Having learned from Steven Irwin, she is able to handle wildlife with ease.
A dog is the only thing on earth that loves you more than he loves himself.”
Many of us would have got a pet home and would have loved it and got reciprocated with more love. A puppy, kitten or any animal is very cute to behold as a baby. As they grow older, animals earn their own share of injuries and illnesses: old age and genetic degenerative diseases could leave them paralysed or handicapped.
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Some pet owners unfortunately get frustrated and go to the extent of euthanizing it or worse, abandoning it. However there are others who take care of their pet through thick and thin, no matter how difficult life becomes.
Dr Deepa Katyal is one such dog owner, who went out of her way to help her pet after his rear legs were paralysed due to intervertebral disc disease.
Not only did she train in pain management to help her dog, she also designed a wheelcart for all dogs that face similar situations and are unable to walk.
Her journey started when she was just seven. Deepa belonged to a business family and lived in a bungalow filled with animals, from dogs and cats to tortoise and ducks. She was the youngest of three siblings and always keen to take care of pets along with her father.
One Sunday morning while helping her father bathe their pet dog, Deepa saw a baby bird near their window. Her father rescued the bird but at the cost of its wings and foot. Deepa skipped playing with friends, to be with the bird and take of it. The bird continued followed her everywhere after it recovered. Tragically, one day the bird came under Deepa’s foot and died.
Deepa was devastated! Unable to let go of the guilt, she held the tiny bird in her hand and decided that she was going to be a vet and not let any animal die.
Deepa was immensely pained by the bird’s demise. She learnt to smile again when her father gifted a puppy on her eighth birthday. Deepa named him Rocky and it became her constant companion till its death at 18 years of age, when she herself was 24.
“Rocky made me understand what dogs are all about,” says Deepa. “He was an aggressive dog and my parents had to keep him in a cage. It took me lot of time and patience to make him understand that he is needed and loved. I would take him to my bed or sometimes I would sleep near his cage and slowly he became part of our family.”
Meanwhile, Deepa struggled with her family on her decision to become a veterinarian. But she kept the promise she made to herself and after a lot of difficulties, finally achieved her goal.
Deepa found her Rocky back, when she helped a bitch deliver eight puppies through C-section. The puppies looked just like her first dog Rocky and she told the owner how she wished she could have one of them. A week later, the owner gifted one puppy to her whom she named Rocky.
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However, a few years later Rocky was diagnosed with intervertebral disc disease. Deepa had pursued veterinary sciences from Mumbai, but pain management was not—and still isn’t— a component of the curriculum in India.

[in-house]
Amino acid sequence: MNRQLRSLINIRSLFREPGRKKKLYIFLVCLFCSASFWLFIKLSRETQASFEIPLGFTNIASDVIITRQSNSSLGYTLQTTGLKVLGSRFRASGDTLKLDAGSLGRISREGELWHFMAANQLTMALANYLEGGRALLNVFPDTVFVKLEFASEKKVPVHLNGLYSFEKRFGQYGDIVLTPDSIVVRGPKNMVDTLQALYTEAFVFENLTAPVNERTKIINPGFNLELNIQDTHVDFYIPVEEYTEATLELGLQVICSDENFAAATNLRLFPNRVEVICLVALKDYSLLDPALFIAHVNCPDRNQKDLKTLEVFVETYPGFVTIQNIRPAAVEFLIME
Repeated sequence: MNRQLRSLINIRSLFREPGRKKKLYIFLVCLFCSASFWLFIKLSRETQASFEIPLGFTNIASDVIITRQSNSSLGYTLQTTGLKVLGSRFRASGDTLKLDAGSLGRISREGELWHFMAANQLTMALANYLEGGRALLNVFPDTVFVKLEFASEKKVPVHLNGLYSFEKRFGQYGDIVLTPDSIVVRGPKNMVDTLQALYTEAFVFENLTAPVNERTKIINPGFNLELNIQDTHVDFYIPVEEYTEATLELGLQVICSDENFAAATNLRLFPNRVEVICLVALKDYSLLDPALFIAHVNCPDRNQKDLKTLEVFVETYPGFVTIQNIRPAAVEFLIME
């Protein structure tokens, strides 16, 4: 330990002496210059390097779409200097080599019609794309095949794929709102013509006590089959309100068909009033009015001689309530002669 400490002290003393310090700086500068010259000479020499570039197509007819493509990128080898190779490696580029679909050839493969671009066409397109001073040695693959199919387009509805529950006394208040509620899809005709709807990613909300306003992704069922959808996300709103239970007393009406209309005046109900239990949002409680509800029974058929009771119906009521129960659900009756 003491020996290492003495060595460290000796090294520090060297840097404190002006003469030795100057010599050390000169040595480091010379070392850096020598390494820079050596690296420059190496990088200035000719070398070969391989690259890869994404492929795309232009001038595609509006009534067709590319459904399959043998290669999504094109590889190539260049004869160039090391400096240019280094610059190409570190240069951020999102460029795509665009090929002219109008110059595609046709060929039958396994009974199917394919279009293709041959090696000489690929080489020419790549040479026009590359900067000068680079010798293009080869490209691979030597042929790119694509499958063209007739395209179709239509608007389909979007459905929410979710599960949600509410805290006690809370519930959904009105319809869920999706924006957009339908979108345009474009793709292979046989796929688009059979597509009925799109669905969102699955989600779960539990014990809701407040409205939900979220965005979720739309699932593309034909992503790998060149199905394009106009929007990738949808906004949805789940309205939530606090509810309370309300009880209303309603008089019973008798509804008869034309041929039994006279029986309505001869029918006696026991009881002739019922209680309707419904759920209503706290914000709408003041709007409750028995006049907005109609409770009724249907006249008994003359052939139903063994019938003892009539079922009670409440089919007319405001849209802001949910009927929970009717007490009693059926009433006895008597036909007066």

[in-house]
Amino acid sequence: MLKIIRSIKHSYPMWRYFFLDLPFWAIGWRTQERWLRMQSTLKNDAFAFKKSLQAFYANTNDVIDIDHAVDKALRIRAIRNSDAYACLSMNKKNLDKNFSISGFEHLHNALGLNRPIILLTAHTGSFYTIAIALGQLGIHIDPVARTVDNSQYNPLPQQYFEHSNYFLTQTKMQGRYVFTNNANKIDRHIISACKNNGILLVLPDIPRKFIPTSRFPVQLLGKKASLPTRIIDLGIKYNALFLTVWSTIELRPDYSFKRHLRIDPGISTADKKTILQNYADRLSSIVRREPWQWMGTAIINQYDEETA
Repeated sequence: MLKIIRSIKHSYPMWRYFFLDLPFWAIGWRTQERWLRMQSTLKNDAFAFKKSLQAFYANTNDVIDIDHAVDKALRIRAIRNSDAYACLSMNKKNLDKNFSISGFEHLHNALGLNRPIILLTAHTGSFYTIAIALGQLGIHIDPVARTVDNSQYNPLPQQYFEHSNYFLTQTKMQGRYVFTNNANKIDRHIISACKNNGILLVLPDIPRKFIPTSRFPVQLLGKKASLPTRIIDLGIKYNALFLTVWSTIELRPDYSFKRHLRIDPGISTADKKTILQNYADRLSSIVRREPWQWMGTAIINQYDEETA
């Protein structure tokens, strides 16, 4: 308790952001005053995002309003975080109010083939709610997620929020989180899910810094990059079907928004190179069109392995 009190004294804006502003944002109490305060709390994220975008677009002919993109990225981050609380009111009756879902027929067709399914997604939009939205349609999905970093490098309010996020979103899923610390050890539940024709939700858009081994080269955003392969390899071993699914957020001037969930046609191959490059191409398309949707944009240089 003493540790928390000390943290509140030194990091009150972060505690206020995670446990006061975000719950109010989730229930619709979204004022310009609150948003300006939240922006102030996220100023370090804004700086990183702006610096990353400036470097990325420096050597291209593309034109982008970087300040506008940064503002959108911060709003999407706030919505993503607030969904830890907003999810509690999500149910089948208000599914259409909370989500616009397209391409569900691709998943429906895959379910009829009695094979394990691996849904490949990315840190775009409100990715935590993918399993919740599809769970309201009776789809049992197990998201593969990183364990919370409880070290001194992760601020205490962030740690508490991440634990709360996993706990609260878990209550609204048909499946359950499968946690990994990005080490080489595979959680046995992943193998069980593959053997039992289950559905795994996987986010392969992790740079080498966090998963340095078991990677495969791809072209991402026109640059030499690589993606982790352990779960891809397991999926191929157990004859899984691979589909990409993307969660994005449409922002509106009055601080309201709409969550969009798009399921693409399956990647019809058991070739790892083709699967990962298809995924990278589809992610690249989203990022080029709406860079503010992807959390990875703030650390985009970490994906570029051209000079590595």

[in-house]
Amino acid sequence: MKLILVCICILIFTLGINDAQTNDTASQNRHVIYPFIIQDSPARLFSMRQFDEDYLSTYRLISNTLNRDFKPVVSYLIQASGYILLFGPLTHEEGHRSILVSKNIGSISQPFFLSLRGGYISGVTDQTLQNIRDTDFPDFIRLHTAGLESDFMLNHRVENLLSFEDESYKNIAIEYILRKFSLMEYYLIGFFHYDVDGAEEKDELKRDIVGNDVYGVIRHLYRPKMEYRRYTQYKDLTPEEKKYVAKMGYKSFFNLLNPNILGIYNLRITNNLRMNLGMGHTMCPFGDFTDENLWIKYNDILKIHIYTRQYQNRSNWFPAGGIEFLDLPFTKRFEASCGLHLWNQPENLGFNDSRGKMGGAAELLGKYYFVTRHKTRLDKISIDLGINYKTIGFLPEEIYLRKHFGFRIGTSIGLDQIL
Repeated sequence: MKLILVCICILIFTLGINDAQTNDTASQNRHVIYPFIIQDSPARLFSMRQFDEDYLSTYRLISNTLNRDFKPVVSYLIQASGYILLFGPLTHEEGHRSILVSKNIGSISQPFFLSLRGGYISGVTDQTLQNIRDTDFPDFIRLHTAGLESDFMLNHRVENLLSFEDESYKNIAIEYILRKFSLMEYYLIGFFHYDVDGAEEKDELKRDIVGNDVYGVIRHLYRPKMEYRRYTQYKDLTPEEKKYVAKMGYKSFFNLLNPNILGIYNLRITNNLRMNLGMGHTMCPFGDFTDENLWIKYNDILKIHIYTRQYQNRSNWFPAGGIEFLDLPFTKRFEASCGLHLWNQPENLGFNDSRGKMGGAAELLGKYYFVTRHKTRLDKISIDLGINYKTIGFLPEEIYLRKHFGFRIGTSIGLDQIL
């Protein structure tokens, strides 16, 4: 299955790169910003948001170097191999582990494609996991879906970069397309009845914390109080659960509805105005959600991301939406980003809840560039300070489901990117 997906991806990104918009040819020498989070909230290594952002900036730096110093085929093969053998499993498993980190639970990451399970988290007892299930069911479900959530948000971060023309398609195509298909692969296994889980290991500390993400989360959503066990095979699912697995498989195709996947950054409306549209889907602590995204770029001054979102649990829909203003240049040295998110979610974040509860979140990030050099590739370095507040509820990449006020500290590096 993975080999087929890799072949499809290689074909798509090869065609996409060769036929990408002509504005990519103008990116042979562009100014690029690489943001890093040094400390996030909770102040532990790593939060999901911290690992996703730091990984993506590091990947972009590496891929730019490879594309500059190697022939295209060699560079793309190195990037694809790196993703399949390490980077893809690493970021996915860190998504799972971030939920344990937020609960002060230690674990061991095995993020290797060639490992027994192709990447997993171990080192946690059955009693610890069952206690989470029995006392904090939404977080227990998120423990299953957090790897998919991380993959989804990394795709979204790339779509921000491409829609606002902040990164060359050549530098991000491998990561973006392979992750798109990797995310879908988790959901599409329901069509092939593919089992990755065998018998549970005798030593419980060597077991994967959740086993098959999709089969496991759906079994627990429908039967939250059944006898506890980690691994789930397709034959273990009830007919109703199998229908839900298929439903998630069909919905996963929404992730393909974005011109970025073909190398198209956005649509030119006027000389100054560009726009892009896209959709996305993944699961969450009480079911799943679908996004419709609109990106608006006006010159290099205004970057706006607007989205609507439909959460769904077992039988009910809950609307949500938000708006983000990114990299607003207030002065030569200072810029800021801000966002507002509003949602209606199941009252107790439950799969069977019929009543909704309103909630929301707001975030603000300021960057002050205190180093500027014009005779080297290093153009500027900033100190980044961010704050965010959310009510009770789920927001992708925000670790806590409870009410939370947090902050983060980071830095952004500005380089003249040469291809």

Whilst pursuing her second Master’s from University of Queensland in Australia, she did dwell upon that subject. How was she to alleviate Rocky out of his misery? What could she do besides administering pain killers that did more harm than good?
In between her practice, she took time to pursue studies in pain management from various educational resources in the US. She could eventually administer pain management to Rocky through acupuncture, cold laser and TENS (Transcutaneous Electrical Nerve Stimulation) which gave him relief from severe pain.
Unfortunately, after a few years he lost sensation in both his rear legs and was paralysed.
Deepa imported a wheel cart and tweaked it to suit Indian conditions so that he was able to roam about on his own, even take a stroll down the beach!
Not only just her pets, Deepa is compassionate towards all her patients, even wild and stray animals. Electrocuted monkeys, injured eagles, kites, owls, snakes, rescued exotics and even a python have all found place at her residence for treatment and rehabilitation. Having learned from Steven Irwin, the renowned Australian wildlife expert nicknamed Crocodile Hunter, she is able to handle wildlife with ease.
“Pain is a major factor when treating such cases. Take the case of the electrocuted monkey infant who had 60-70 per cent burns on both the limbs and the entire face was charred. One can imagine the trouble of handling such a primate,” she says
Her interaction with primates began when she rescued a palmed-sized baby monkey, whose paw had been bitten off by a stray dog.
She rushed him to her clinic and though she had to amputate his paw, she named him Baabuli and kept him with her. Baabuli even found a friend, a female monkey named Holika as she was rescued by People for Animals on the day of Holi. Both monkeys lived happily in each other’s company at Deepa’s house.
“One should not expect miracles in the field of rehabilitation, although miracles do happen and there are cases of pets returning back to complete normalcy” says Deepa, who is now planning to add hydrotherapy and physical rehabilitation in her practice.
Deepa also works with a technical team to offer affordable wheel carts and other prosthetic equipment, customised to the requirement and dimensions of every pet.
Deepa hopes that one day, there will be exclusive clinics in India for pain management and rehabilitation.
“I am willing to guide any veterinary professional in India, who is inclined to enhance their knowledge in this field. I want pet owners of such pets to be aware that there is hope and treatment for them out there,” she says.
You can contact Dr. Deepa Katyal at email@example.com.